As someone who has dropped shall we say, a number of hours greater than 10 and less than 1000 into Elite: Dangerous, I feel honour-bound to mention that Spidermind Games is running a campaign for an Elite: Dangerous RPG. Now I’ll be the first to admit that ED has never exactly screamed out for an RPG conversion, the vastness of its impressive scale model of the known universe has always made it feel like an isolated experience, although the existence of groups such as the Fuel Rats go a long way to proving that ED absolutely has the building blocks for what could be an engaging tabletop RPG. I remain somewhat skeptical, but the presence of people like Michael Brookes and Allen Stroud on the project who arguably know the ED universe better than most, is definitely a step in the right direction.
Jonathan Gilmour should be a name fairly well known to fans of Dead of Winter, and he’s jumped on board the Make/100 concept, which is essentially an initiative encouraging designers to make 100 copies of a game. So what is his game about? No one knows yet! Not only will backers be a part of the design process, but you’ll have access to playtesting files and upon completion, an entirely unique game that will never find its way to a publisher. By the time this goes to press, I doubt any of the physical copy backing levels will be left (only 14 left as I type this), but you can still join the run by backing at the $20 level for print and play files.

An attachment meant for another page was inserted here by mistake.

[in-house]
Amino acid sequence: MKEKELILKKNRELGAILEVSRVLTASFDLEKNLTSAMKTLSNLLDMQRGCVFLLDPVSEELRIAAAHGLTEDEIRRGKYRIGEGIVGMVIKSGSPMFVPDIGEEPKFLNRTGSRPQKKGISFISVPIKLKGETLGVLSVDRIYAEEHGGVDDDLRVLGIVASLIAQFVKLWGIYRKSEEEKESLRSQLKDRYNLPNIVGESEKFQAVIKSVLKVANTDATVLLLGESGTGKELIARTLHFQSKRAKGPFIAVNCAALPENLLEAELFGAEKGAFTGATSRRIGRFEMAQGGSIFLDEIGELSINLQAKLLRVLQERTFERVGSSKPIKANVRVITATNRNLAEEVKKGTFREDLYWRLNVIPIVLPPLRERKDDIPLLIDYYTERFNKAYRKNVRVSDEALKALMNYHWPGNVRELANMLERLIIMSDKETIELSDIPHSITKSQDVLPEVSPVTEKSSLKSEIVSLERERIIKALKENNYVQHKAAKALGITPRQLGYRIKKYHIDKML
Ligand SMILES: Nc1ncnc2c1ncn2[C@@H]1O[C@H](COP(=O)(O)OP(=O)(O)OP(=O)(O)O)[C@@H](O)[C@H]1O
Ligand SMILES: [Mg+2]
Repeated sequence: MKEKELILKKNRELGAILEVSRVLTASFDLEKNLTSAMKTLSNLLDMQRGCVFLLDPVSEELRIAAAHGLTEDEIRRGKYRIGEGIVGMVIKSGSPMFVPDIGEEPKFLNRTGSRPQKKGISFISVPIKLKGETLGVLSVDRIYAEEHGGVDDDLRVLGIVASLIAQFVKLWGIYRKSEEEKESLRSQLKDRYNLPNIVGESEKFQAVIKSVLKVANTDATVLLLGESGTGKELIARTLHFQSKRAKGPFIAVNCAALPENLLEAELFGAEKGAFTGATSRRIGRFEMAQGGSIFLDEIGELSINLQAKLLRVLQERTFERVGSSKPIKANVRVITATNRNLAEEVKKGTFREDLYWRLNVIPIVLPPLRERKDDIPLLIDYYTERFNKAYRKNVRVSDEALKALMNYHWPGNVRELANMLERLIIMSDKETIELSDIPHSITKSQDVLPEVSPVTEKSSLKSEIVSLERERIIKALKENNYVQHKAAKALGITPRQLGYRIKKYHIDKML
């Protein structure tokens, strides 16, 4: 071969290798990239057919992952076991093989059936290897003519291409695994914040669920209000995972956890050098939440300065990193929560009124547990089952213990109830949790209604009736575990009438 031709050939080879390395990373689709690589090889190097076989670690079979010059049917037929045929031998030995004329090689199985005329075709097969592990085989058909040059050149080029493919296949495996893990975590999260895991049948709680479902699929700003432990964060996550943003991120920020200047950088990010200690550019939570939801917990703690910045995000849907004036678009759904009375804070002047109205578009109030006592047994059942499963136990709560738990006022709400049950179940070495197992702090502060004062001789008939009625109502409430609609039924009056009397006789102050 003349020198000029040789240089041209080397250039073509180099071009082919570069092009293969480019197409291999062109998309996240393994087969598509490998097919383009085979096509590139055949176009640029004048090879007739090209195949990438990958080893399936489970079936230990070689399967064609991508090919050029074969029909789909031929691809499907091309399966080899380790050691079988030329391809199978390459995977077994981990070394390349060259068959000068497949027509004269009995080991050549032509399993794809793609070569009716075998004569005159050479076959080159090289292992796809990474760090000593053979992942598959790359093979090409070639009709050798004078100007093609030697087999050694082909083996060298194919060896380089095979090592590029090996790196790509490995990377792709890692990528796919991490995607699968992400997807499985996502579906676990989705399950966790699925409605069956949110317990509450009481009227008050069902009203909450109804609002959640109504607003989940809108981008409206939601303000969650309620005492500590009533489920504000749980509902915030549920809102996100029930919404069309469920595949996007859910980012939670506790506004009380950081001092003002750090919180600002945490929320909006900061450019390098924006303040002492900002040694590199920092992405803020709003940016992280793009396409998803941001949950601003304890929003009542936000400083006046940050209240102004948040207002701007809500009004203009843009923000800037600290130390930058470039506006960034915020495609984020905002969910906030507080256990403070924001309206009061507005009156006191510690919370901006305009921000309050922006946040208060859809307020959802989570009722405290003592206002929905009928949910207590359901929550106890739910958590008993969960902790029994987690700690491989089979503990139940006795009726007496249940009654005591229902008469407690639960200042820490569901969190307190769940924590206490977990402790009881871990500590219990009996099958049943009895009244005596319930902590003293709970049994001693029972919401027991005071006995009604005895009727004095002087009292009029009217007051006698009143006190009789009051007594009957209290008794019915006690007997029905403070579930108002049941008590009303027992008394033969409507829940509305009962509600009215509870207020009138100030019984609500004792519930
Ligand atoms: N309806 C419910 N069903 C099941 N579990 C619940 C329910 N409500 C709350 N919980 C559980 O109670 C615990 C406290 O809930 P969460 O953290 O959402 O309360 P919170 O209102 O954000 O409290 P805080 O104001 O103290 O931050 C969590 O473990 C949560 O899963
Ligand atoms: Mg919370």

And we close off with Sub Terra, a cooperative survival horror game for 1-6 players. Already well passed its funding goal with still 22 days to go, Sub Terra follows on where the Forbidden series left off by utilising a tile-based system and unique character types as players will work to free themselves after becoming trapped deep underground. If you’re a fan of how brutal Forbidden Dessert could be on the higher difficulties, Sub Terra has got you covered with Hazards such as Gas, a time limit and what are referred to as Horrors which relentlessly chase you down. Soul-crushing despair sold separately.
If you have any doubts that Star Wars Destiny isn’t the new hotness, swing past Quantum Gaming on Sunday and witness the local padawans compete for glory in a tournament, with Fanaticus following suit next Tuesday night. On Monday Jason will be looking at what just might be the perfect gateway game, and we’re aiming to bring more great content next week. Good gaming all!